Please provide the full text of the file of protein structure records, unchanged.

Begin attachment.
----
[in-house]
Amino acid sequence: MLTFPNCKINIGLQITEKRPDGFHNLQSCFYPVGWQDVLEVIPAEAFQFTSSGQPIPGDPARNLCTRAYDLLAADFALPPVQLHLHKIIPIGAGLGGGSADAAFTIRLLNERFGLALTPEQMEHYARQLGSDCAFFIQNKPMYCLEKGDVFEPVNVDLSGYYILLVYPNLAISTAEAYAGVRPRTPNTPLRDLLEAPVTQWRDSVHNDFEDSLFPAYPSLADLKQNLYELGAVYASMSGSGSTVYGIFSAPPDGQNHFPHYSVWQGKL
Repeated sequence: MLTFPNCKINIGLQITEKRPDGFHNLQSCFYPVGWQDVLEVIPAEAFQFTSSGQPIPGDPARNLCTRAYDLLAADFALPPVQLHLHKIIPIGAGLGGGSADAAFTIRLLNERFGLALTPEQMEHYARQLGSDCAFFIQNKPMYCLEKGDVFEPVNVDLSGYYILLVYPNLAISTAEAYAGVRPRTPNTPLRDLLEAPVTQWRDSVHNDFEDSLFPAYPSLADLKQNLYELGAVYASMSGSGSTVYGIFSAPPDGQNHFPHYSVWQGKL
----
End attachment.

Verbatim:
[in-house]
Amino acid sequence: MLTFPNCKINIGLQITEKRPDGFHNLQSCFYPVGWQDVLEVIPAEAFQFTSSGQPIPGDPARNLCTRAYDLLAADFALPPVQLHLHKIIPIGAGLGGGSADAAFTIRLLNERFGLALTPEQMEHYARQLGSDCAFFIQNKPMYCLEKGDVFEPVNVDLSGYYILLVYPNLAISTAEAYAGVRPRTPNTPLRDLLEAPVTQWRDSVHNDFEDSLFPAYPSLADLKQNLYELGAVYASMSGSGSTVYGIFSAPPDGQNHFPHYSVWQGKL
Repeated sequence: MLTFPNCKINIGLQITEKRPDGFHNLQSCFYPVGWQDVLEVIPAEAFQFTSSGQPIPGDPARNLCTRAYDLLAADFALPPVQLHLHKIIPIGAGLGGGSADAAFTIRLLNERFGLALTPEQMEHYARQLGSDCAFFIQNKPMYCLEKGDVFEPVNVDLSGYYILLVYPNLAISTAEAYAGVRPRTPNTPLRDLLEAPVTQWRDSVHNDFEDSLFPAYPSLADLKQNLYELGAVYASMSGSGSTVYGIFSAPPDGQNHFPHYSVWQGKL